Zucchini is one of the lowest-calorie vegetables, coming in at only 19 calories a cup. Zucchini also packs a nutritious punch. One raw medium zucchini, including its skin, boasts 56 percent of your daily recommended value of vitamin C. It also delivers 11 percent of your daily value of vitamin K, 16 percent of riboflavin, 21 percent of vitamin B-6 and 14 percent of folate. Other vitamins present in lesser quantities include vitamin A, vitamin E, thiamin, niacin and pantothenic acid. It’s especially rich in the minerals potassium and manganese. with smaller amounts of calcium, iron, sodium, zinc and selenium.
Zucchini is also a super low-carb fruit, containing only 4 grams of carbs per cup when eaten raw. Plus, its high water content means it’ll keep you feeling fuller longer!
POP! goes sweet corn at our third meeting, August 10
At our third meeting, on August 10, POP! Clubbers hunted for patty pan squash in the market, tasted fresh Michigan sweet corn straight off the cob, and learned about how corn is used in our food supply, from corn meal to tortillas to popcorn and snacks! Younger POP! Clubbers also played in a bin of cracked corn and learned which animals enjoy corn as a part of their diet. It was a fun and informational day for all!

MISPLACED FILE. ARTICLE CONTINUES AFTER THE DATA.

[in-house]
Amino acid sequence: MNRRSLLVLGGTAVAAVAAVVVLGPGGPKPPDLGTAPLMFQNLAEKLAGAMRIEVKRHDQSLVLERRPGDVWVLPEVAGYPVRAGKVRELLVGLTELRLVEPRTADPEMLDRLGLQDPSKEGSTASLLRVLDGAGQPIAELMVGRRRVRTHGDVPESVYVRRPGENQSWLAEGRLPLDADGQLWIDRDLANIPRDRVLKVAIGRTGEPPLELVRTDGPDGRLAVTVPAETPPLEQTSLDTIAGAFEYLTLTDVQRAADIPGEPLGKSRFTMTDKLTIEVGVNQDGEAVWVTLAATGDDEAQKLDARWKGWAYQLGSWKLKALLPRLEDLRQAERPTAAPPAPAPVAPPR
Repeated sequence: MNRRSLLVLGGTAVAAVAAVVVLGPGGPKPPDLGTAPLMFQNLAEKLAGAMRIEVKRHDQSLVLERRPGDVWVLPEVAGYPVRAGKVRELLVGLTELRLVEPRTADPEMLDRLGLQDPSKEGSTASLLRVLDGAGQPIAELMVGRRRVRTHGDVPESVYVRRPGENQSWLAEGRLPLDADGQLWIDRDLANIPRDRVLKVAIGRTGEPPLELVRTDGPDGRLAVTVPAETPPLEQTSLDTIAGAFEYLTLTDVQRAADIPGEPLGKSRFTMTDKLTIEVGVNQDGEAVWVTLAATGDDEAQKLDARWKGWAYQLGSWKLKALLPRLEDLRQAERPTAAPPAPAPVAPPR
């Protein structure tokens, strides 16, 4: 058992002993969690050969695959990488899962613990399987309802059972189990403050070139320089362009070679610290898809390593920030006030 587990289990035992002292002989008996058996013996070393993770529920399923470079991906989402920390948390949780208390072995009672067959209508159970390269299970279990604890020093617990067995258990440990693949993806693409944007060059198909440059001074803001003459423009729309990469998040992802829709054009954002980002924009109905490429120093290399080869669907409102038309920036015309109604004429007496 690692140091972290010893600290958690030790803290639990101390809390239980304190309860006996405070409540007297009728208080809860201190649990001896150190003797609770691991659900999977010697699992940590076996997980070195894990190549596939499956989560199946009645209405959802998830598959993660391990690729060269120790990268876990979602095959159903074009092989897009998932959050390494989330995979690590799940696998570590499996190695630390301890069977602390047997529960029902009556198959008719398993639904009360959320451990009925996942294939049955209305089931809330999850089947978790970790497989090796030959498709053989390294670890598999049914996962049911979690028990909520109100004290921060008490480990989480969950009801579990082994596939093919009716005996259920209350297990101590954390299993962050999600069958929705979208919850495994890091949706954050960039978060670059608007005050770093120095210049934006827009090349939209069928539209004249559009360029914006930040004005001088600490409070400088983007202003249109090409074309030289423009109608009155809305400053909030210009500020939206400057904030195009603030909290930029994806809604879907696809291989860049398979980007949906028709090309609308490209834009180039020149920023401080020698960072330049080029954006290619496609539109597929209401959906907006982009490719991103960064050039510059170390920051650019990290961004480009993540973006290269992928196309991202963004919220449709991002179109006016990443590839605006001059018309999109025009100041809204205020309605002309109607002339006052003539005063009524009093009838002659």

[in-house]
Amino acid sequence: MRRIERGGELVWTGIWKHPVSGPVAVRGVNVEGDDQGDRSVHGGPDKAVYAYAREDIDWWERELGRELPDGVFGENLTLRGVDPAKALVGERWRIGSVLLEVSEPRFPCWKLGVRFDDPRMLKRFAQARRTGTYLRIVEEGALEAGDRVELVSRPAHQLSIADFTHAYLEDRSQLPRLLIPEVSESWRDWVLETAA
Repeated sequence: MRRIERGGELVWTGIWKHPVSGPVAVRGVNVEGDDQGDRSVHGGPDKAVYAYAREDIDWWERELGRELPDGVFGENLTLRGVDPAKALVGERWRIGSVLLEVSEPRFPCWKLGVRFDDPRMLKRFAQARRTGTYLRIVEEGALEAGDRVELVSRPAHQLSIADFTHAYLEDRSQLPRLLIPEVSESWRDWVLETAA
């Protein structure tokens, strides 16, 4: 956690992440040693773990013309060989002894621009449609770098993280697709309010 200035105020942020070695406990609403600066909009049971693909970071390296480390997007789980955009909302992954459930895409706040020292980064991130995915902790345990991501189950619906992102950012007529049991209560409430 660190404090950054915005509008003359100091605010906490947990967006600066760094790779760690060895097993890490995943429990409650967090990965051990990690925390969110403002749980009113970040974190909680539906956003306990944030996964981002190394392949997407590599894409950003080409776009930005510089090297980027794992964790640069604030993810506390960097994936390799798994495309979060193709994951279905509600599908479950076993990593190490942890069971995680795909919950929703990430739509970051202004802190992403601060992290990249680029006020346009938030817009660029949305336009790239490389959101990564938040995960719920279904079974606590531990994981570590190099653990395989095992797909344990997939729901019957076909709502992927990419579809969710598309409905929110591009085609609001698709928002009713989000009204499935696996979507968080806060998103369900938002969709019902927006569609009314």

At our next meeting, on September 14 - Italian American Day - we will join in the fun with tomatoes, basil and zucchinis. Ever see spaghetti made from zucchini? You will that day, so come join in the fun! And don't forget our final get together on October 27 - the Haunted Market. Come play with your food ... if you dare ...
Here are photos from August 10:
POP! Club returns with peas in a pod and a useful tool. Oh, and finding duck eggs.
What do peas and cherries have in common? They were both part of the activities at the second Kids POP! Club meeting of the year on Saturday, July 13. (Scroll down for nutritional information on both and for a cherry yogurt popsicle recipe!)